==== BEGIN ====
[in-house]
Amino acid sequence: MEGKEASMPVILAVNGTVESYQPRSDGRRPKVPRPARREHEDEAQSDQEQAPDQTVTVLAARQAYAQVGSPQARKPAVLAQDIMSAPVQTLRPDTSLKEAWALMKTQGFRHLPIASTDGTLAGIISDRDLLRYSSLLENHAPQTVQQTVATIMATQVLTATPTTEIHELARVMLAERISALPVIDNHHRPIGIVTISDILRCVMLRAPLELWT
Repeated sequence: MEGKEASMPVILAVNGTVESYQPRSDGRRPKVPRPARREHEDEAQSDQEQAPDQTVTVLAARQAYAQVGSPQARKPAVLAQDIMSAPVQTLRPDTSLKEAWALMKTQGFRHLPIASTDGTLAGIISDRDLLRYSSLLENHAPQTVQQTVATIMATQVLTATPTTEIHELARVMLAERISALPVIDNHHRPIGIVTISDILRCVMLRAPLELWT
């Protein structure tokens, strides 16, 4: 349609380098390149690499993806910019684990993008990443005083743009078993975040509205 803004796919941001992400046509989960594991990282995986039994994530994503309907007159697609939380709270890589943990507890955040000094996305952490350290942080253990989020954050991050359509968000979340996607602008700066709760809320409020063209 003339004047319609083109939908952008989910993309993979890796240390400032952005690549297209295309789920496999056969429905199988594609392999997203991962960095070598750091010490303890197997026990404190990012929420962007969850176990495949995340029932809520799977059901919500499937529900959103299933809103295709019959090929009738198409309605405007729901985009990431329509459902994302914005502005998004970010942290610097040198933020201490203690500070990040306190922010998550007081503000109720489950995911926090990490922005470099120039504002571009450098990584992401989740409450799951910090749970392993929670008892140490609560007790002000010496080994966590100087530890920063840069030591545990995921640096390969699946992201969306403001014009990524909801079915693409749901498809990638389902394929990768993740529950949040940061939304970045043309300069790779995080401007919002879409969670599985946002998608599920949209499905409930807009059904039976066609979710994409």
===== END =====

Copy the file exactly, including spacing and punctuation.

[in-house]
Amino acid sequence: MEGKEASMPVILAVNGTVESYQPRSDGRRPKVPRPARREHEDEAQSDQEQAPDQTVTVLAARQAYAQVGSPQARKPAVLAQDIMSAPVQTLRPDTSLKEAWALMKTQGFRHLPIASTDGTLAGIISDRDLLRYSSLLENHAPQTVQQTVATIMATQVLTATPTTEIHELARVMLAERISALPVIDNHHRPIGIVTISDILRCVMLRAPLELWT
Repeated sequence: MEGKEASMPVILAVNGTVESYQPRSDGRRPKVPRPARREHEDEAQSDQEQAPDQTVTVLAARQAYAQVGSPQARKPAVLAQDIMSAPVQTLRPDTSLKEAWALMKTQGFRHLPIASTDGTLAGIISDRDLLRYSSLLENHAPQTVQQTVATIMATQVLTATPTTEIHELARVMLAERISALPVIDNHHRPIGIVTISDILRCVMLRAPLELWT
């Protein structure tokens, strides 16, 4: 349609380098390149690499993806910019684990993008990443005083743009078993975040509205 803004796919941001992400046509989960594991990282995986039994994530994503309907007159697609939380709270890589943990507890955040000094996305952490350290942080253990989020954050991050359509968000979340996607602008700066709760809320409020063209 003339004047319609083109939908952008989910993309993979890796240390400032952005690549297209295309789920496999056969429905199988594609392999997203991962960095070598750091010490303890197997026990404190990012929420962007969850176990495949995340029932809520799977059901919500499937529900959103299933809103295709019959090929009738198409309605405007729901985009990431329509459902994302914005502005998004970010942290610097040198933020201490203690500070990040306190922010998550007081503000109720489950995911926090990490922005470099120039504002571009450098990584992401989740409450799951910090749970392993929670008892140490609560007790002000010496080994966590100087530890920063840069030591545990995921640096390969699946992201969306403001014009990524909801079915693409749901498809990638389902394929990768993740529950949040940061939304970045043309300069790779995080401007919002879409969670599985946002998608599920949209499905409930807009059904039976066609979710994409």